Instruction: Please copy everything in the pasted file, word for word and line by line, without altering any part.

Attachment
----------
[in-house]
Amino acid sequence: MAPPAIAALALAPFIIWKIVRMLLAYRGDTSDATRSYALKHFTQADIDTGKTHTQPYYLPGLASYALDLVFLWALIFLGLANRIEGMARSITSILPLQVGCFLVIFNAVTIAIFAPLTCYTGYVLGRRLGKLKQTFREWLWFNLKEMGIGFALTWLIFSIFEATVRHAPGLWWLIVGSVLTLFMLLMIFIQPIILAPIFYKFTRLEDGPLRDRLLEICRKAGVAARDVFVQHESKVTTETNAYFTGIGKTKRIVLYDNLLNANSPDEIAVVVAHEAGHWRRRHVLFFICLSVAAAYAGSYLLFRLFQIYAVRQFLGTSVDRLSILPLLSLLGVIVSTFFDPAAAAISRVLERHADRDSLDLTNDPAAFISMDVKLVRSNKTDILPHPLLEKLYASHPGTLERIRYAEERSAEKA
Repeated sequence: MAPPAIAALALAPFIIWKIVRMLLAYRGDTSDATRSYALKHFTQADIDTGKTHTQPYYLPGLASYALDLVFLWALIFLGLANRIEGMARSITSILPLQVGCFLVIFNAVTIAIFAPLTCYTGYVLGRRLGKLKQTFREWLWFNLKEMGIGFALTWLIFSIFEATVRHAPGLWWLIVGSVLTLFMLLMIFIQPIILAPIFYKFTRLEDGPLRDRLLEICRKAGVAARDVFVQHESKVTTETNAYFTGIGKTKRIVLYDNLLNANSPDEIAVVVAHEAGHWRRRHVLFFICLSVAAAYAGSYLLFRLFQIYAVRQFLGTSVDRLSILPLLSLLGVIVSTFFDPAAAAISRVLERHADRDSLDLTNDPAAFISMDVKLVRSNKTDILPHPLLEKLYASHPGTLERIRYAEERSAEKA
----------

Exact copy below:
[in-house]
Amino acid sequence: MAPPAIAALALAPFIIWKIVRMLLAYRGDTSDATRSYALKHFTQADIDTGKTHTQPYYLPGLASYALDLVFLWALIFLGLANRIEGMARSITSILPLQVGCFLVIFNAVTIAIFAPLTCYTGYVLGRRLGKLKQTFREWLWFNLKEMGIGFALTWLIFSIFEATVRHAPGLWWLIVGSVLTLFMLLMIFIQPIILAPIFYKFTRLEDGPLRDRLLEICRKAGVAARDVFVQHESKVTTETNAYFTGIGKTKRIVLYDNLLNANSPDEIAVVVAHEAGHWRRRHVLFFICLSVAAAYAGSYLLFRLFQIYAVRQFLGTSVDRLSILPLLSLLGVIVSTFFDPAAAAISRVLERHADRDSLDLTNDPAAFISMDVKLVRSNKTDILPHPLLEKLYASHPGTLERIRYAEERSAEKA
Repeated sequence: MAPPAIAALALAPFIIWKIVRMLLAYRGDTSDATRSYALKHFTQADIDTGKTHTQPYYLPGLASYALDLVFLWALIFLGLANRIEGMARSITSILPLQVGCFLVIFNAVTIAIFAPLTCYTGYVLGRRLGKLKQTFREWLWFNLKEMGIGFALTWLIFSIFEATVRHAPGLWWLIVGSVLTLFMLLMIFIQPIILAPIFYKFTRLEDGPLRDRLLEICRKAGVAARDVFVQHESKVTTETNAYFTGIGKTKRIVLYDNLLNANSPDEIAVVVAHEAGHWRRRHVLFFICLSVAAAYAGSYLLFRLFQIYAVRQFLGTSVDRLSILPLLSLLGVIVSTFFDPAAAAISRVLERHADRDSLDLTNDPAAFISMDVKLVRSNKTDILPHPLLEKLYASHPGTLERIRYAEERSAEKA